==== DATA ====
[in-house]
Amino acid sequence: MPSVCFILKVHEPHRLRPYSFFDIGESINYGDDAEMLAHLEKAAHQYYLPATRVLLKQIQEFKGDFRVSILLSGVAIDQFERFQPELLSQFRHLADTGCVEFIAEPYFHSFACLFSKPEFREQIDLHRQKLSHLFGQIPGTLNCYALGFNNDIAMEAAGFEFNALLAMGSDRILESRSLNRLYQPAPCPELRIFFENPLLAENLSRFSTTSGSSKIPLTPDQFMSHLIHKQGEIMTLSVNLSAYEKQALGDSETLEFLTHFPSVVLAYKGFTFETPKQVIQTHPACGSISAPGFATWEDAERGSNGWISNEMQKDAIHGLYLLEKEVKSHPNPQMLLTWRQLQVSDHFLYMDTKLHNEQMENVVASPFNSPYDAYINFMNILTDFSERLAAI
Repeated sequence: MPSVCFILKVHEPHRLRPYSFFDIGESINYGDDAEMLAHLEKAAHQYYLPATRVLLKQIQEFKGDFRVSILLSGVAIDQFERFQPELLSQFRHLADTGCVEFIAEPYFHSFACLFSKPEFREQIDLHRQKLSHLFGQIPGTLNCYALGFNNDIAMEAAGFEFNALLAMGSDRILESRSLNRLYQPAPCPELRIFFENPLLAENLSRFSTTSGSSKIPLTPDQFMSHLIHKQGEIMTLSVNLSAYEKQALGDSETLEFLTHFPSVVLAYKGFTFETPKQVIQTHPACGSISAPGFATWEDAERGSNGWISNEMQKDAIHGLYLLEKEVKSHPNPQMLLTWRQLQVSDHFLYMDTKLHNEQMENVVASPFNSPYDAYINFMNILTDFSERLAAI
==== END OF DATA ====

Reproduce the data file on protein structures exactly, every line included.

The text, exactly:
[in-house]
Amino acid sequence: MPSVCFILKVHEPHRLRPYSFFDIGESINYGDDAEMLAHLEKAAHQYYLPATRVLLKQIQEFKGDFRVSILLSGVAIDQFERFQPELLSQFRHLADTGCVEFIAEPYFHSFACLFSKPEFREQIDLHRQKLSHLFGQIPGTLNCYALGFNNDIAMEAAGFEFNALLAMGSDRILESRSLNRLYQPAPCPELRIFFENPLLAENLSRFSTTSGSSKIPLTPDQFMSHLIHKQGEIMTLSVNLSAYEKQALGDSETLEFLTHFPSVVLAYKGFTFETPKQVIQTHPACGSISAPGFATWEDAERGSNGWISNEMQKDAIHGLYLLEKEVKSHPNPQMLLTWRQLQVSDHFLYMDTKLHNEQMENVVASPFNSPYDAYINFMNILTDFSERLAAI
Repeated sequence: MPSVCFILKVHEPHRLRPYSFFDIGESINYGDDAEMLAHLEKAAHQYYLPATRVLLKQIQEFKGDFRVSILLSGVAIDQFERFQPELLSQFRHLADTGCVEFIAEPYFHSFACLFSKPEFREQIDLHRQKLSHLFGQIPGTLNCYALGFNNDIAMEAAGFEFNALLAMGSDRILESRSLNRLYQPAPCPELRIFFENPLLAENLSRFSTTSGSSKIPLTPDQFMSHLIHKQGEIMTLSVNLSAYEKQALGDSETLEFLTHFPSVVLAYKGFTFETPKQVIQTHPACGSISAPGFATWEDAERGSNGWISNEMQKDAIHGLYLLEKEVKSHPNPQMLLTWRQLQVSDHFLYMDTKLHNEQMENVVASPFNSPYDAYINFMNILTDFSERLAAI